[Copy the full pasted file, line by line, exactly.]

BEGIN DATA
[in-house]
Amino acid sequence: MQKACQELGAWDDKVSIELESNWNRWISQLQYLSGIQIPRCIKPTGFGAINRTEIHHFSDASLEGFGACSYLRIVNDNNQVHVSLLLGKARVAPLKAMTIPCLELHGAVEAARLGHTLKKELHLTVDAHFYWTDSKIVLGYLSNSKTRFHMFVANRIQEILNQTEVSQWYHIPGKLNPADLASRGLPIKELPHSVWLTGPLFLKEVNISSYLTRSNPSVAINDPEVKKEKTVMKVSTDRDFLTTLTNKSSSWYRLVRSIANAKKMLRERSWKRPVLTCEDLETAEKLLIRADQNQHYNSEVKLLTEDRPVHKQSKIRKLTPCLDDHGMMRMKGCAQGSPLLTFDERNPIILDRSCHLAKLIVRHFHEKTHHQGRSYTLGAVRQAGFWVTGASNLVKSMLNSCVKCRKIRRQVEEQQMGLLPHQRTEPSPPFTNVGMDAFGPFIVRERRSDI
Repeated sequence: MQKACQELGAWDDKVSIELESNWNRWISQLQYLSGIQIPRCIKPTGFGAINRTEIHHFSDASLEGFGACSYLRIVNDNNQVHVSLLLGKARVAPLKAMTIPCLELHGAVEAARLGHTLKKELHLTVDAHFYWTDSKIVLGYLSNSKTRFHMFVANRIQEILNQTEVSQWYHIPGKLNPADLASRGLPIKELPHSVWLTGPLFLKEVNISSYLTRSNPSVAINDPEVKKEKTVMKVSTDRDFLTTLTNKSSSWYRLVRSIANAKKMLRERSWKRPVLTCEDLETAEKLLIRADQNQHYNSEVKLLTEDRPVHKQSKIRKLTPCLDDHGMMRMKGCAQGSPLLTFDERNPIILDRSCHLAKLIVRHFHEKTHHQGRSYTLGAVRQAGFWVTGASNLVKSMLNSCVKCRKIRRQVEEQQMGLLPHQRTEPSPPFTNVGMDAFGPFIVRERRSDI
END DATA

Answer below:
[in-house]
Amino acid sequence: MQKACQELGAWDDKVSIELESNWNRWISQLQYLSGIQIPRCIKPTGFGAINRTEIHHFSDASLEGFGACSYLRIVNDNNQVHVSLLLGKARVAPLKAMTIPCLELHGAVEAARLGHTLKKELHLTVDAHFYWTDSKIVLGYLSNSKTRFHMFVANRIQEILNQTEVSQWYHIPGKLNPADLASRGLPIKELPHSVWLTGPLFLKEVNISSYLTRSNPSVAINDPEVKKEKTVMKVSTDRDFLTTLTNKSSSWYRLVRSIANAKKMLRERSWKRPVLTCEDLETAEKLLIRADQNQHYNSEVKLLTEDRPVHKQSKIRKLTPCLDDHGMMRMKGCAQGSPLLTFDERNPIILDRSCHLAKLIVRHFHEKTHHQGRSYTLGAVRQAGFWVTGASNLVKSMLNSCVKCRKIRRQVEEQQMGLLPHQRTEPSPPFTNVGMDAFGPFIVRERRSDI
Repeated sequence: MQKACQELGAWDDKVSIELESNWNRWISQLQYLSGIQIPRCIKPTGFGAINRTEIHHFSDASLEGFGACSYLRIVNDNNQVHVSLLLGKARVAPLKAMTIPCLELHGAVEAARLGHTLKKELHLTVDAHFYWTDSKIVLGYLSNSKTRFHMFVANRIQEILNQTEVSQWYHIPGKLNPADLASRGLPIKELPHSVWLTGPLFLKEVNISSYLTRSNPSVAINDPEVKKEKTVMKVSTDRDFLTTLTNKSSSWYRLVRSIANAKKMLRERSWKRPVLTCEDLETAEKLLIRADQNQHYNSEVKLLTEDRPVHKQSKIRKLTPCLDDHGMMRMKGCAQGSPLLTFDERNPIILDRSCHLAKLIVRHFHEKTHHQGRSYTLGAVRQAGFWVTGASNLVKSMLNSCVKCRKIRRQVEEQQMGLLPHQRTEPSPPFTNVGMDAFGPFIVRERRSDI